Copyright

The law of copyright is complex; this Quick Guide explains some of the issues you need to understand to protect your business' original creative works.

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What is copyright?

Copyright is a protection for authors and creators of tangible creative works including:

  • literary works (like novels, song lyrics, plays, newspapers and computer programs)

  • artistic works (like drawings, paintings, sculptures and photographs)

  • musical compositions, sound recordings, films and broadcasts

  • databases

  • maps, architectural designs and technical drawings

How does copyright arise?

Copyright arises automatically. There is no need to register it and there is no process for official registration.

As soon as an idea is written down or recorded in some other tangible form, copyright protection applies automatically without any need to register it.

Who owns copyright?

Usually the owner is the author or creator of the work, or the person who made the arrangements for, say, a sound recording or a film to be made. 

There are two important exceptions to this.

Works made by employees

Any works made by employees will be owned by the employer, unless something else is agreed in the employment contract.

Commissioned work

When you ask someone to create a copyright work for you (eg you ask a photographer to take your wedding photos), then the copyright owner is the creator of the work, not the commissioner, unless the creator and commissioner agree otherwise in writing.

What does copyright do?

Copyright stops others from copying or adapting your works, or making them available to others, without your permission.

If an identical work is created independently by someone else it can be used provided it was not copied from yours. There are limited exceptions when others can copy your work (eg for research purposes or a review).

How long does copyright last?  

Copyright lasts 70 years after the death of the author of artistic, musical, dramatic and literary works.

In the case of sound recordings and broadcasts, the copyright lasts for 50 years from the date it was made.

In the case of films, the copyright lasts for 70 years after the death of the last to die out of the film’s director, screenwriter, dialogue author and composer.

How can I protect my copyright?

Copyright is applied to all original works automatically, so you don't even need to mark it on your work.

Whilst there is no official registration, you should take steps to protect your copyright by providing evidence that you had the work at a particular time, for example by depositing a copy with a bank or a solicitor.

A number of private companies operate unofficial registers, but check exactly what you are getting for your money before going down this route.

When you publish copyright material (either in paper form or on-line) mark it with the international copyright symbol © followed by the name of the copyright owner and the year of creation.  This is the language you will always see on the front pages of a copyright book.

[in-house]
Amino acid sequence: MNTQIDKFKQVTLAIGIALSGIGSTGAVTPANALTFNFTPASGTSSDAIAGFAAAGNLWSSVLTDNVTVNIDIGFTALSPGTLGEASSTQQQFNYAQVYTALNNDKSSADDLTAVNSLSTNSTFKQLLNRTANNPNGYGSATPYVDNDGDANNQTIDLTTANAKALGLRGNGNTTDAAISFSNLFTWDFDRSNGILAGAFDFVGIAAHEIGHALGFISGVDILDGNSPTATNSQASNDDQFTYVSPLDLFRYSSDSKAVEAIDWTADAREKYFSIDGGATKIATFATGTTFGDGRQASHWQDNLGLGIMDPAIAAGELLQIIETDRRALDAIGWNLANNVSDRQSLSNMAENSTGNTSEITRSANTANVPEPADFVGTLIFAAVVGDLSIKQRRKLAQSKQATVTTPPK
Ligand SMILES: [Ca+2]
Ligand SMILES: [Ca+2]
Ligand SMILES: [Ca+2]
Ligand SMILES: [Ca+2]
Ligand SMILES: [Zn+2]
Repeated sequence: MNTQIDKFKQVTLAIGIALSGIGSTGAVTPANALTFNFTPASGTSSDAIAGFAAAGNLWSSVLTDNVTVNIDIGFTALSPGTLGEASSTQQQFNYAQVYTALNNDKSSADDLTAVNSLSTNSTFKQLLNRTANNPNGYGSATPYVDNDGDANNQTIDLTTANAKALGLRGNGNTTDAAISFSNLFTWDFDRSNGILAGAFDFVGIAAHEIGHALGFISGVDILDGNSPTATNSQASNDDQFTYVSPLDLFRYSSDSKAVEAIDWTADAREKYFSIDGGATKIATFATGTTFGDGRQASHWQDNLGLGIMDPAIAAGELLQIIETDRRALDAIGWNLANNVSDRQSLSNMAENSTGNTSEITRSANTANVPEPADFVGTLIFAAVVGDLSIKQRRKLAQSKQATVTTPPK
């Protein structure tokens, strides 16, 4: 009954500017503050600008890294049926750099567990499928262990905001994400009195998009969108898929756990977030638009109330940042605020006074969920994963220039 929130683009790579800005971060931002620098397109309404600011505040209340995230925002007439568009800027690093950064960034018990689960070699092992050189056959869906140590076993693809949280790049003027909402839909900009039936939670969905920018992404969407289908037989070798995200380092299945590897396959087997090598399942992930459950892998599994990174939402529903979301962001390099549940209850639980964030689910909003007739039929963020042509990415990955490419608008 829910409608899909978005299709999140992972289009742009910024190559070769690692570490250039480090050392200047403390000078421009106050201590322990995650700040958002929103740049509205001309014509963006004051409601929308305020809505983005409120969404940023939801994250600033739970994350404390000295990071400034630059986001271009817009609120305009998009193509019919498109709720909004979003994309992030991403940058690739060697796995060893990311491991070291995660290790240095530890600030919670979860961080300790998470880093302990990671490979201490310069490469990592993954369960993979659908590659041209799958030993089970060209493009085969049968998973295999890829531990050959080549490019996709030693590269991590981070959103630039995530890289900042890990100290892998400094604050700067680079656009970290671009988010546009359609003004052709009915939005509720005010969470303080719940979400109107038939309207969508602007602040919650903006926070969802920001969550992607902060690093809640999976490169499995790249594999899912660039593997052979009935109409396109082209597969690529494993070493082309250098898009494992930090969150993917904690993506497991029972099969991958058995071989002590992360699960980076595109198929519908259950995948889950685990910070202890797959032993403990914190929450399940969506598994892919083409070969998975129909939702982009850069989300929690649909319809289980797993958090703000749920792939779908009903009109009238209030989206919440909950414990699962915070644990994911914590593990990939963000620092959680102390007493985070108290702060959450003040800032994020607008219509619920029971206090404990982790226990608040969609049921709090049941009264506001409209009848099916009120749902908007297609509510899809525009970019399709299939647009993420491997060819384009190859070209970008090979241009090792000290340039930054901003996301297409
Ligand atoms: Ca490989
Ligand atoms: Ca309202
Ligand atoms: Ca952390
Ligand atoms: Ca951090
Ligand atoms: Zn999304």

When you share your valuable confidential information, including copyright, with another business, you can consider using an appropriate confidentiality agreement (also known as a non-disclosure agreement or NDA). You can use Rocket Lawyer’s simple interview process to create either a Two-way NDA or One-way confidentiality agreement, depending on whether one or both parties are sharing confidential information.

Make sure your agreements with independent consultants have the necessary provisions relating to IP created in the course of working for you.

If a party breaches your copyright, consider issuing a Cease and desist letter to protect your intellectual property.

Exceptions to copyright

There are certain exceptions to copyright that allow limited use of copyright works without the copyright owner’s permission.

Non-commercial research and private study

You can copy limited extracts of works when the use is non-commercial research or private study. Such use is only permitted when it is fair dealing, i.e. you can only copy as much of a work as is necessary for the purpose. Copying the whole work would not generally be considered fair dealing.

Under this exception, you must ensure that the work you reproduce is supported by a sufficient acknowledgment of the source.

Criticism, review and reporting current events

A copyrighted work can be used for the purpose of criticism, review, quotation and news reporting provided the work has already been made available to the public and accompanied by sufficient acknowledgement.

Fair dealing with a work for the purpose of reporting current events is allowed for any type of copyright work other than a photograph.

 
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